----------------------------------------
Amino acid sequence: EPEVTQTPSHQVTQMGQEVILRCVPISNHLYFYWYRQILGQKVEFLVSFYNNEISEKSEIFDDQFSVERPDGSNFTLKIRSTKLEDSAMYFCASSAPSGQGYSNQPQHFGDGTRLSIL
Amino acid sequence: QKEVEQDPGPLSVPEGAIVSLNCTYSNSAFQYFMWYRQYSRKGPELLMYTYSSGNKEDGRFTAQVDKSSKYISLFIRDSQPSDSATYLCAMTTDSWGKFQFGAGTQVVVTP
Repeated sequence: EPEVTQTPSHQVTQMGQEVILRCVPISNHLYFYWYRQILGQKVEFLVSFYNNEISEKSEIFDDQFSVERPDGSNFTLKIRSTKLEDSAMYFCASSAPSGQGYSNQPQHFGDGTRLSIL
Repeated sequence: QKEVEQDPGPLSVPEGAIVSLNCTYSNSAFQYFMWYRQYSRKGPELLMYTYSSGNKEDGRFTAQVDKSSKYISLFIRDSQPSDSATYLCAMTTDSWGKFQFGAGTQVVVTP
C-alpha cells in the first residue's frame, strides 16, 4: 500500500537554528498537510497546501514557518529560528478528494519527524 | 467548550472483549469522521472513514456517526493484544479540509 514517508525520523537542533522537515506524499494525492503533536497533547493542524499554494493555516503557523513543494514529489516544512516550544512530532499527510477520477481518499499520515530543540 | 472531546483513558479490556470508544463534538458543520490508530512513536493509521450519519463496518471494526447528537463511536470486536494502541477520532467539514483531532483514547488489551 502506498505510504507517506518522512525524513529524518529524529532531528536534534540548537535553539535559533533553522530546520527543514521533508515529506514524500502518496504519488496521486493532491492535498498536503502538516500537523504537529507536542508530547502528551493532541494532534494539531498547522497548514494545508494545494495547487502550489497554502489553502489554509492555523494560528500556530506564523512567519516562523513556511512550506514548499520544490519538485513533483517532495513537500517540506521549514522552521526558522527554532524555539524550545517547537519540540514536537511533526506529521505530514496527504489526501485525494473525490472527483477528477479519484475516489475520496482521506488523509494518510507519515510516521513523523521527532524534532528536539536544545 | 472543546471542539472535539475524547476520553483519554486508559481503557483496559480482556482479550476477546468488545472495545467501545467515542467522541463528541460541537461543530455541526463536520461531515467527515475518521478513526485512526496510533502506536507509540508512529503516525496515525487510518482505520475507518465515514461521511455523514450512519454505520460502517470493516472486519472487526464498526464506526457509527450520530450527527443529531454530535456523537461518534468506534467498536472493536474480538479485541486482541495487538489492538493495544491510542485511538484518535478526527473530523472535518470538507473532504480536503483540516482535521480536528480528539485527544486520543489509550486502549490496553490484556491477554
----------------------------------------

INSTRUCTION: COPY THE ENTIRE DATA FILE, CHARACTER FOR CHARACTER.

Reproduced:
Amino acid sequence: EPEVTQTPSHQVTQMGQEVILRCVPISNHLYFYWYRQILGQKVEFLVSFYNNEISEKSEIFDDQFSVERPDGSNFTLKIRSTKLEDSAMYFCASSAPSGQGYSNQPQHFGDGTRLSIL
Amino acid sequence: QKEVEQDPGPLSVPEGAIVSLNCTYSNSAFQYFMWYRQYSRKGPELLMYTYSSGNKEDGRFTAQVDKSSKYISLFIRDSQPSDSATYLCAMTTDSWGKFQFGAGTQVVVTP
Repeated sequence: EPEVTQTPSHQVTQMGQEVILRCVPISNHLYFYWYRQILGQKVEFLVSFYNNEISEKSEIFDDQFSVERPDGSNFTLKIRSTKLEDSAMYFCASSAPSGQGYSNQPQHFGDGTRLSIL
Repeated sequence: QKEVEQDPGPLSVPEGAIVSLNCTYSNSAFQYFMWYRQYSRKGPELLMYTYSSGNKEDGRFTAQVDKSSKYISLFIRDSQPSDSATYLCAMTTDSWGKFQFGAGTQVVVTP
C-alpha cells in the first residue's frame, strides 16, 4: 500500500537554528498537510497546501514557518529560528478528494519527524 | 467548550472483549469522521472513514456517526493484544479540509 514517508525520523537542533522537515506524499494525492503533536497533547493542524499554494493555516503557523513543494514529489516544512516550544512530532499527510477520477481518499499520515530543540 | 472531546483513558479490556470508544463534538458543520490508530512513536493509521450519519463496518471494526447528537463511536470486536494502541477520532467539514483531532483514547488489551 502506498505510504507517506518522512525524513529524518529524529532531528536534534540548537535553539535559533533553522530546520527543514521533508515529506514524500502518496504519488496521486493532491492535498498536503502538516500537523504537529507536542508530547502528551493532541494532534494539531498547522497548514494545508494545494495547487502550489497554502489553502489554509492555523494560528500556530506564523512567519516562523513556511512550506514548499520544490519538485513533483517532495513537500517540506521549514522552521526558522527554532524555539524550545517547537519540540514536537511533526506529521505530514496527504489526501485525494473525490472527483477528477479519484475516489475520496482521506488523509494518510507519515510516521513523523521527532524534532528536539536544545 | 472543546471542539472535539475524547476520553483519554486508559481503557483496559480482556482479550476477546468488545472495545467501545467515542467522541463528541460541537461543530455541526463536520461531515467527515475518521478513526485512526496510533502506536507509540508512529503516525496515525487510518482505520475507518465515514461521511455523514450512519454505520460502517470493516472486519472487526464498526464506526457509527450520530450527527443529531454530535456523537461518534468506534467498536472493536474480538479485541486482541495487538489492538493495544491510542485511538484518535478526527473530523472535518470538507473532504480536503483540516482535521480536528480528539485527544486520543489509550486502549490496553490484556491477554